Artom Prods. will make shows about Italy for global auds
A stint in Silicon Valley inspired Italian new media entrepreneur Arturo Artom to fill what he believes is a gap in the TV market — content depicting things Italian, made by Italians, for worldwide auds.
His latest venture is Milan-based Artom Prods., a passion project, which he is bankrolling.
“I travel all over the world and some time ago when I was in a hotel in Los Angeles channel-surfing, I realized that whenever I see a documentary about something for which Italy is world-famous, it is never an Italian production,” he says.
That gave him a simple idea that he says nobody else seems to have thought of — an Italian selling the Italian lifestyle and the great things Italy has a reputation for.”
Artom, 43, is a venture capitalist and former manager of Italo telco Omnitel, who founded San Francisco-based video-blogging network Your Truman Show in 2006.
A year later, he unveiled the now widely-used VideoMap widget, which allows YTS users to add their video-blogs to social networking sites, among other useful applications. Other ventures include Muvis, a highly profitable wireless mood-sensitive lamp system.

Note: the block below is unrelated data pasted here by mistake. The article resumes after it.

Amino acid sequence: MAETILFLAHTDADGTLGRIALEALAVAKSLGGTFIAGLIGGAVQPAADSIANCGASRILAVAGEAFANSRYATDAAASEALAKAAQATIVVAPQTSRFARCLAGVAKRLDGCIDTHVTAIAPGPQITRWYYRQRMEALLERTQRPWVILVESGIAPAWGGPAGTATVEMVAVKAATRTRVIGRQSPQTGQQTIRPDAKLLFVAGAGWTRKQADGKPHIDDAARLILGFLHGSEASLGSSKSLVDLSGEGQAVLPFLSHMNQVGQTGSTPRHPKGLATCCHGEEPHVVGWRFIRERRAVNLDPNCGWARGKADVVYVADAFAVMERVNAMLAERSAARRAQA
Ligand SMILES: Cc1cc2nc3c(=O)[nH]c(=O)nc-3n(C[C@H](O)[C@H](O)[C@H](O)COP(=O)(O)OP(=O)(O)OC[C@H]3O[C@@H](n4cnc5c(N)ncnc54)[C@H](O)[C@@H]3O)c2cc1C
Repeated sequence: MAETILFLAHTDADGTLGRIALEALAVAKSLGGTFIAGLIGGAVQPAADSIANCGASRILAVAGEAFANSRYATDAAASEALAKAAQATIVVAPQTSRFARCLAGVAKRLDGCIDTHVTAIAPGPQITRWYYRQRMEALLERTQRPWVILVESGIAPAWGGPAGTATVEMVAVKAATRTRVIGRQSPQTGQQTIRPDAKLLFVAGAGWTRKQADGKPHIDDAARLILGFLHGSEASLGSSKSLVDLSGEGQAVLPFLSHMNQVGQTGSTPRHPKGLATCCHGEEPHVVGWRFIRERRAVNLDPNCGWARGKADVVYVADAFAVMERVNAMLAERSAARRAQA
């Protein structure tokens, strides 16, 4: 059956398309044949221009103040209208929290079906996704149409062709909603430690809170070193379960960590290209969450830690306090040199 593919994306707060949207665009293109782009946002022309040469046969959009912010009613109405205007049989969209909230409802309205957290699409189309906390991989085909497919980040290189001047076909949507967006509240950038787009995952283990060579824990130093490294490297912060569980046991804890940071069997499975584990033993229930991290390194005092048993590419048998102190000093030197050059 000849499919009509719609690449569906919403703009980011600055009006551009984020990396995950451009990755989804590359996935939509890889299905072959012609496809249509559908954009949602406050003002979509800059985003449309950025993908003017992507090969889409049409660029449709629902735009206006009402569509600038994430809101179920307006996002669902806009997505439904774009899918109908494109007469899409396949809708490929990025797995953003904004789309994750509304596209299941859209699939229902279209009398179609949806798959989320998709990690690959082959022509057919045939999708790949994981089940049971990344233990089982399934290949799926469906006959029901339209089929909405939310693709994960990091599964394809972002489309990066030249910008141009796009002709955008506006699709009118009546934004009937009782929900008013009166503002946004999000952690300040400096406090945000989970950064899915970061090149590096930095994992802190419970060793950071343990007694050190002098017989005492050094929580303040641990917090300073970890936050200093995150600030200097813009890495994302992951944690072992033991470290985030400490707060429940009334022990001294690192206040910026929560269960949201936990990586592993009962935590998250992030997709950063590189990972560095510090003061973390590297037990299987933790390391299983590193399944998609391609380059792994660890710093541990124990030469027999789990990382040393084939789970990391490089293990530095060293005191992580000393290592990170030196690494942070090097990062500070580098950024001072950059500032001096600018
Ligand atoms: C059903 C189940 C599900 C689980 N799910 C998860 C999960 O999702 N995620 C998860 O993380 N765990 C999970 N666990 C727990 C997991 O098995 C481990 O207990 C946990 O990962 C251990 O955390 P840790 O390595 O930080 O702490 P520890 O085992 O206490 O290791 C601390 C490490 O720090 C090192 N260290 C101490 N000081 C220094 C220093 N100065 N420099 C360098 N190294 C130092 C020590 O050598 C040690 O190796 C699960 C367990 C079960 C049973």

Back in Italy after a couple of years in California, Artom is prepping to launch Artom Prods. first docu, “The School of La Scala,” about Milan’s 197-year-old ballet school, at this week’s Mip TV bazaar in Cannes.
“For the first time, La Scala opened its doors to a camera crew for six months for a look at what is probably the world’s most important dance school, shot with a mix of realism and a ‘Fame-like’ feel,” Artom says.
The 52-minute documentary, budgeted at $200,000, already has sold to local pubcaster RAI. But Artom is looking beyond Italo borders.
“Italian TV producers are focussed on the Italian TV market,” he says. “What they don’t realize is that you can conceive a product with appeal in 130 countries.”
Next in Artom’s pipeline is “Under the Italian Wines,” a series celebrating the fact that in 2008, Italy achieved the major milestone of surpassing France as the world’s top wine producer and the largest wine exporter to the U.S.
Narrated by blue-blooded Italo wine expert Gelasio Gaetani d’Aragona Lovatelli, the docu-series examining the wines of Tuscany, Sicily, Piedmont and the Veneto region will start shooting this summer.
“My friends in Malibu, their dream is to drink a 1957 Barolo or go retire in Tuscany,” Artom says.
Also in the pipeline is “Mysteries of Italian Churches,” digging deep into the secrets of famous artworks, Artom says.
Sales are being handled by former Discovery Channel Italy country manager Filippo Mori Ubaldini whose Film Media is bowing at Mip.
“I have found this very profitable niche that previously had only been tapped by the BBC or HBO,” says Artom, who hints at longterm plans to break into feature films.
Meanwhile, time will tell if auds find Artom’s Italian tales molto bene.